Reducing toxic chemical exposure reduces the risk of diabetes

New research suggests that a 25% reduction in exposure to just 4 chemicals commonly found in the home would reduce diabetes cases by around 13% which could save billions of dollars in annual health costs.
Increasing evidence suggests that synthetic chemicals commonly found in the environment contribute to metabolic disorders, especially obesity and diabetes. Previous publications have associated prevalent diabetes with polychlorinated biphenyls (PCBs), persistent chlorinated pesticides, phthalates and perfluoroalkyl substances (PFASs). Separate studies found similar connections between diabetes and exposure to DDT, PCBs and perfluoroalkyl.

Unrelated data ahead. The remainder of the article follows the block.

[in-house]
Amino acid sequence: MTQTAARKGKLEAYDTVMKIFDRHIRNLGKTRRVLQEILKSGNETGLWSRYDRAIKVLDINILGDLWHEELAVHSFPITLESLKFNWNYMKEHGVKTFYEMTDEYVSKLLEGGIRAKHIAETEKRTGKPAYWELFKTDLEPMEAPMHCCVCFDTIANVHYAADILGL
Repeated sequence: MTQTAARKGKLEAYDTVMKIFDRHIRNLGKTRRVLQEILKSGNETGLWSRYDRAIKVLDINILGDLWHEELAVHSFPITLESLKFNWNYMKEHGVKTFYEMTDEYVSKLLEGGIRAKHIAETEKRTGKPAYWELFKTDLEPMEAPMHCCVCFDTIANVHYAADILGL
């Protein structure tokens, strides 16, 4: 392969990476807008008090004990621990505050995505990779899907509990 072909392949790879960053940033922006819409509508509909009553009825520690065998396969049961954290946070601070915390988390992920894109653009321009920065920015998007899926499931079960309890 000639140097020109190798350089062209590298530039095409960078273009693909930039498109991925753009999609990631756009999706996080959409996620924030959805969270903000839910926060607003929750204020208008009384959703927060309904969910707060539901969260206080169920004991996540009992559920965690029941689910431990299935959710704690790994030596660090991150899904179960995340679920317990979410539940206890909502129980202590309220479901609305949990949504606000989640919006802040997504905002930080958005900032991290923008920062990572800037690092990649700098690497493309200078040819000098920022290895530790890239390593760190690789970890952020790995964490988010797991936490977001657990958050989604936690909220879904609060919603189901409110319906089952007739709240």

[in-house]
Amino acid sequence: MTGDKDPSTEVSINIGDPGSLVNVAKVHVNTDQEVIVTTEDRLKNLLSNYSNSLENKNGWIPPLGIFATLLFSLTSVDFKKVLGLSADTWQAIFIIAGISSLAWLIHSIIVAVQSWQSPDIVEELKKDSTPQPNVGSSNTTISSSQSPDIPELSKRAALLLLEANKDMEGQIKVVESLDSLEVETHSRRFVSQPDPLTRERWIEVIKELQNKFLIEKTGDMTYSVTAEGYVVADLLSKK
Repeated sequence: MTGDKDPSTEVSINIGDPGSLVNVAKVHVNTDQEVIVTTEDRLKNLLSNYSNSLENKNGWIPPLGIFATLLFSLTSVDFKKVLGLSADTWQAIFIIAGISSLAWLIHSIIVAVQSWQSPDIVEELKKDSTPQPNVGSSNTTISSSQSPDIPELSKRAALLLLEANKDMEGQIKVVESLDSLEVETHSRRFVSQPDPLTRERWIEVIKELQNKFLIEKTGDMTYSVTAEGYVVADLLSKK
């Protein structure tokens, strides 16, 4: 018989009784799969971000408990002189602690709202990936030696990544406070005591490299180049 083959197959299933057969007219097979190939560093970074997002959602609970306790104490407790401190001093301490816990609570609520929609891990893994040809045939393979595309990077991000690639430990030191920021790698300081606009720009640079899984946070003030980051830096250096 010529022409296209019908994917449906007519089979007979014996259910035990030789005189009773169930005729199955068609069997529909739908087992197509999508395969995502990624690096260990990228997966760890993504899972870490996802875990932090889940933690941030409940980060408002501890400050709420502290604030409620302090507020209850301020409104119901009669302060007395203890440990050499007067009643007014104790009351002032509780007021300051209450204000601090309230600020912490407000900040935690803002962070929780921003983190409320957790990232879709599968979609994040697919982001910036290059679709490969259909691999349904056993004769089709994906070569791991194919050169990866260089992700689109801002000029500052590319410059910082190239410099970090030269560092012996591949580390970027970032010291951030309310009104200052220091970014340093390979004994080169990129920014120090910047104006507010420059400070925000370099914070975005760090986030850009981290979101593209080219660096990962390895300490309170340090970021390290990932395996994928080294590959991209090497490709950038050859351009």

In this study of 1,016 participants they found significant connections between the four chemicals investigated and a number of different diseases and found reduced exposure to all four chemicals would lead to a likely reduction 13% in diabetes cases. This study confirms substantial contribution, especially of mixtures of endocrine-disrupting chemicals, to adult type 2 diabetes, and large annual costs of medical care. A previous reported a significant positive relationship between phthalates in the blood and lowered insulin secretion, increased insulin resistance or both.
While this study supports efforts to reduce chemical exposures to reduce the burden and costs of diabetes there are many other disease states including cardiovascular disease and cancer that would also likely be reduced.